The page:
5   have in order to make determinations like that.
 6            Having said that we do believe very
 7   strongly in the good work that Bank of America
 8   does, has done with us, and we want to support
 9   their business strategy whenever we can.
10            I want to say that I have a unique
11   perspective on Bank of America personally having
12   worked for seven years at Fannie Mae making real
13   estate investments around the country.  We worked
14   very hard to steel everything we could from Bank of
15   America ideas about doing that because they were so
16   good at that.
17            I admire them profusely as it comes to
18   community development, they've done some fabulous
19   things around the country and I've really been able
20   to see that work, and we were luckily enough to
21   recruit some of their staff to come to Fannie Mae
22   and teach us how to do it as well.
23            So having them have a larger presence here
24   in Chicago for me personally is very exciting
 1   because I think there's a lot they can -- they have
 2   learned nationally that they also are not afraid in
 3   any instance to bring locally.
 4            I've probably not seen another institution
 5   that can work both nationally and locally as well
 6   as they can, they've very nimble about that, and
 7   that's very difficult to do as somebody who worked
 8   nationally at Fannie Mae on a retail basis and a
 9   wholesale basis.
10            I want to just say several other things,
11   from a philanthropic perspective, we found
12   nationally at Mercy and locally that Bank of
13   America has always been a good partner of ours, and
14   they've given us over millions of dollars over the
15   years to try out new things in local markets and
16   experiment, and the support is very much
17   appreciated.
18            They have been very supportive of allowing
19   their in-house personnel to volunteer on our boards
20   of directors across the country including here in
21   Chicago, and we have found them to be active
22   leaders on our boards in helping us shape the
23   future of the rental market in the United States.
24            Just by way of background, Mercy Housing
 1   nationally owns and manages about 19,000 units of
 2   housing across the country.  We're based in
 3   San Francisco, Sacramento, L.A., Denver, Chicago,
 4   and Atlanta.
 5            Here in Chicago we largely own, manage,
 6   and develop housing for low income families and for
 7   homeless individuals, and the kind of leadership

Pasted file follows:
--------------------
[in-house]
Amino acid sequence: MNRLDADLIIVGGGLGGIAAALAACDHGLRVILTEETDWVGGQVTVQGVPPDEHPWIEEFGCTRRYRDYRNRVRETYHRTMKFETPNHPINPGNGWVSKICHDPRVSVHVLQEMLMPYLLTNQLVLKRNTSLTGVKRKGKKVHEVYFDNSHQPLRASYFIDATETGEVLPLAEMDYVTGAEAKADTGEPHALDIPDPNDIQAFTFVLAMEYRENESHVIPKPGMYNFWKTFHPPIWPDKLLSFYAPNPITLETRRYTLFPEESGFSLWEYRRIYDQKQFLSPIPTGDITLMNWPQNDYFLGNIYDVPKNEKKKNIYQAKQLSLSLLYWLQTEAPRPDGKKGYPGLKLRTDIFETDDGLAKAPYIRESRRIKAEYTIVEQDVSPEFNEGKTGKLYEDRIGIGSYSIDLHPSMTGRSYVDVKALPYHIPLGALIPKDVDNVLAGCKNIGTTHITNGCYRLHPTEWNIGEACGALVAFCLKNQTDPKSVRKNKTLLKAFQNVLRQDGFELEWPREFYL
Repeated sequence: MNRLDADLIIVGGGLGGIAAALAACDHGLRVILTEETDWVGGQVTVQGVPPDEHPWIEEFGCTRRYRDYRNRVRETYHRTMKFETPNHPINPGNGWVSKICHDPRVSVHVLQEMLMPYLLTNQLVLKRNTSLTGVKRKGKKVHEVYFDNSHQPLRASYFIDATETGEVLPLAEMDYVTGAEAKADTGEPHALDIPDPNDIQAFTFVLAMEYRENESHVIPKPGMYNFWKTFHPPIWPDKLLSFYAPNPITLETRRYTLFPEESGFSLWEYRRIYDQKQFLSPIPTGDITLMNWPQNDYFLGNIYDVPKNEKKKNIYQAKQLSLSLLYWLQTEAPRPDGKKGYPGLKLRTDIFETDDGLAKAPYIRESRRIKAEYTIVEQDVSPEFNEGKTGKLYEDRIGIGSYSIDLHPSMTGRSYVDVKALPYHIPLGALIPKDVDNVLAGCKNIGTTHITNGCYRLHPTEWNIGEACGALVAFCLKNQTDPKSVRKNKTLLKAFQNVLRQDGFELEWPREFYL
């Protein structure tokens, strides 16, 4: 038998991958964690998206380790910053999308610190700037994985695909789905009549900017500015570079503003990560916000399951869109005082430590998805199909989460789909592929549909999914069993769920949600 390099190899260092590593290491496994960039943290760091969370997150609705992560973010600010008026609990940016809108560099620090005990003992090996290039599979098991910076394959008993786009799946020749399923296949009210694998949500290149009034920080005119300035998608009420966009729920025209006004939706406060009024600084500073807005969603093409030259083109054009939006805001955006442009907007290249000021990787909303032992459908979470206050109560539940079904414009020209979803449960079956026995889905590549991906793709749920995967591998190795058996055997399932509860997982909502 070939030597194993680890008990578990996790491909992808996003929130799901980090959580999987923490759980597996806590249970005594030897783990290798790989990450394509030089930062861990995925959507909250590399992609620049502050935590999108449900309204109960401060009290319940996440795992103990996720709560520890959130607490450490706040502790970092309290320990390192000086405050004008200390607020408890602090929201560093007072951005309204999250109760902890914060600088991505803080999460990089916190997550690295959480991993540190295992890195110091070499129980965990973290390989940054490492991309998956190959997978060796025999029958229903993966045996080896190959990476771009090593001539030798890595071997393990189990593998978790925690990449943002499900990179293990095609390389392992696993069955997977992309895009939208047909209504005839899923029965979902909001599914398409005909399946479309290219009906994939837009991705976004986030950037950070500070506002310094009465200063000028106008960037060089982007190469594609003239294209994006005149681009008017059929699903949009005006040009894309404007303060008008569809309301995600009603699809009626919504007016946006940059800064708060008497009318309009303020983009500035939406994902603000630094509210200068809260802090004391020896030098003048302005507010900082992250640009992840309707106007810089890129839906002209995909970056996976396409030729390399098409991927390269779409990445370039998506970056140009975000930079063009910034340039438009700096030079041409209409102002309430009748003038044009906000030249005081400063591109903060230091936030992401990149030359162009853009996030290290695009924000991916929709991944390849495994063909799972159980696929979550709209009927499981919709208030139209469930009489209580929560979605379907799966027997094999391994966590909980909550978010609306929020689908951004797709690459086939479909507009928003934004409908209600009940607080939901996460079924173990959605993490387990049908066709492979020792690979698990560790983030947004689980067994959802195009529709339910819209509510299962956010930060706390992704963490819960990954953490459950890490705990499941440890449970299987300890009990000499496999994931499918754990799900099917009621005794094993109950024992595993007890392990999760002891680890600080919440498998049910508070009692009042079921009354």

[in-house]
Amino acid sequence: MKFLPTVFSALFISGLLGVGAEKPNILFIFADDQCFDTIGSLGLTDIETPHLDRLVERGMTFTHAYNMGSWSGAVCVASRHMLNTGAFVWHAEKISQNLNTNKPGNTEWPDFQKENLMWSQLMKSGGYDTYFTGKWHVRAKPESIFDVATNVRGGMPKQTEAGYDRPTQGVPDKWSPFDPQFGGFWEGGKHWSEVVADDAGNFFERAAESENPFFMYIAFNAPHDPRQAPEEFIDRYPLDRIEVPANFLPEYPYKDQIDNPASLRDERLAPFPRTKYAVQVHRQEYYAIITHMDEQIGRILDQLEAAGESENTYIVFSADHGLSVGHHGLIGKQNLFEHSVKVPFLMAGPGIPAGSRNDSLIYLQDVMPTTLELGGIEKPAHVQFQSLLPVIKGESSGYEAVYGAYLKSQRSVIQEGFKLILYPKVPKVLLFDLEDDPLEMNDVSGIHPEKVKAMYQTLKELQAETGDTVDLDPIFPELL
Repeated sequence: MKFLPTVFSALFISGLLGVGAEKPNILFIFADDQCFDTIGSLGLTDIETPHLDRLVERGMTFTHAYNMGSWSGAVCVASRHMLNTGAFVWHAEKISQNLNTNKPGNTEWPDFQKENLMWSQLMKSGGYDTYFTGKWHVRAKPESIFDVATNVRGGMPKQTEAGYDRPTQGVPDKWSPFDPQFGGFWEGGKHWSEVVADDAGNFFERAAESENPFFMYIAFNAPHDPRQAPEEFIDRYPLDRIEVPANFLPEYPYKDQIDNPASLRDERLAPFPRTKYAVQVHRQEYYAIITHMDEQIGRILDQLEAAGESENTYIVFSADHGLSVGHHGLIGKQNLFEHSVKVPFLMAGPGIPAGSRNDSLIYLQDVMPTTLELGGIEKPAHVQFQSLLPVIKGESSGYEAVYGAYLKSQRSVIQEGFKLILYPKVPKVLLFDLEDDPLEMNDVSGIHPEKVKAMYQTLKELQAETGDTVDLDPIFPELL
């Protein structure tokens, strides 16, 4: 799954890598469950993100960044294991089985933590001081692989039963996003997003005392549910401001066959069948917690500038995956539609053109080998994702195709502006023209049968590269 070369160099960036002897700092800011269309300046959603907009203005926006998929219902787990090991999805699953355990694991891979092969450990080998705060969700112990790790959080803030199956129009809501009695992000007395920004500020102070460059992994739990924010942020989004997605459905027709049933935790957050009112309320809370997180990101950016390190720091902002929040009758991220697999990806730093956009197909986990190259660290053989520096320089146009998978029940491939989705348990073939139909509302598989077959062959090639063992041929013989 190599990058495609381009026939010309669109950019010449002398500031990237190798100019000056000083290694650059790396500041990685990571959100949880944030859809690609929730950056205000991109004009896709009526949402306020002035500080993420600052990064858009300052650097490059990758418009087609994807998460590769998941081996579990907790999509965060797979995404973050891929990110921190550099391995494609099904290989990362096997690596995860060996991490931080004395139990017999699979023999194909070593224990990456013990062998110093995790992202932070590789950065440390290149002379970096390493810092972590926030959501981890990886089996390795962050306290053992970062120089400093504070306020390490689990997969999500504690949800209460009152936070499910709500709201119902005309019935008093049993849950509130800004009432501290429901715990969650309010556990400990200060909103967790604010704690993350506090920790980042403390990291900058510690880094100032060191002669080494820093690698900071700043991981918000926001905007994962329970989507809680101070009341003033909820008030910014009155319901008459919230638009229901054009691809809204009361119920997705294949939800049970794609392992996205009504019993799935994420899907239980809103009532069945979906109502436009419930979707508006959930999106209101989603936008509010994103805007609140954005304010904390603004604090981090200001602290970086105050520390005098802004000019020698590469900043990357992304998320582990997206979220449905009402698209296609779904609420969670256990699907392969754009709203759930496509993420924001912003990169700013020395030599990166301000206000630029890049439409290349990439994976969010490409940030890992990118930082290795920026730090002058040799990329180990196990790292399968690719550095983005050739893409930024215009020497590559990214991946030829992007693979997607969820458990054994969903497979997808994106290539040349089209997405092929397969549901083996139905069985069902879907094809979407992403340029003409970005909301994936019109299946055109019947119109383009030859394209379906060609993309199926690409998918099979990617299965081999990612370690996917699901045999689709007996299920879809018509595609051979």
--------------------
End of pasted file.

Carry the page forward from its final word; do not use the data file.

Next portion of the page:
8   that Bank of America has shown to us in thinking
 9   through how we continue to serve those markets at
10   scale has been inspiring.
11            I would also want to say a little bit
12   about their products.  I found, and I'm very
13   familiar with all the lending products offered in
14   the local marketplace by local lenders based upon
15   my experience with Fannie Mae.
16            I've found Bank of America's products to
17   be much more innovative.  They would think about
18   things like entity level PRIs as opposed to project
19   based PRIs which I think is starting to recognize
20   that capital to large and regional not-for-profits
21   that want to start to fill the housing gap are --
22   requires that kind of investment, and they've been
23   leaders in that.  And I've not seen any other
24   institution take a step out in the same way that
 1   Bank of America has.
 2            I would just want to finalize my comments
 3   by saying having witnessed the LaSalle/Bank of
 4   America merger, we found that two plus two really
 5   did equal five in this case.
 6            LaSalle and Bank of America when they
 7   merged here, we found that the philanthropy did not
 8   stop, it increased, and the innovation and the
 9   ideas that were put on the table locally here in
10   Chicago got bigger, not smaller.
11            So just as a Chicago citizen and one that
12   runs a large not-for-profit here, I'm thrilled to
13   see Bank of America in this market.
14       MS. BRAUNSTEIN:  Thank you very much.  Any
15   questions?  Thank you very much for your testimony.
16   And we have one more speaker.  I would assume
17   you're Ms. McDaniel.
18       MS. MC DANIEL:  Yes, I am.  I didn't realize
19   you were running ahead of schedule.  Thank you.
20       MS. BRAUNSTEIN:  You were the only female left
21   on the list, so I was making the assumption.
22       MS. MC DANIEL:  Good guess.
23       MS. BRAUNSTEIN:  We have time keepers here,
24   just so you know, that will signal you when you
 1   have two minutes left and the yellow light will go
 2   on, and then they'll signal you when the time is
 3   up.
 4            And, please, when you begin your statement
 5   state your name and your organization.
 6       MS. MC DANIEL:   Yes.  Absolutely.  My name is
 7   Melissa McDaniel, and I'm the executive director of
 8   North River Commission.
 9            North River Commission is a 46 year old
10   nonprofit community based organization working on
11   the northwest side.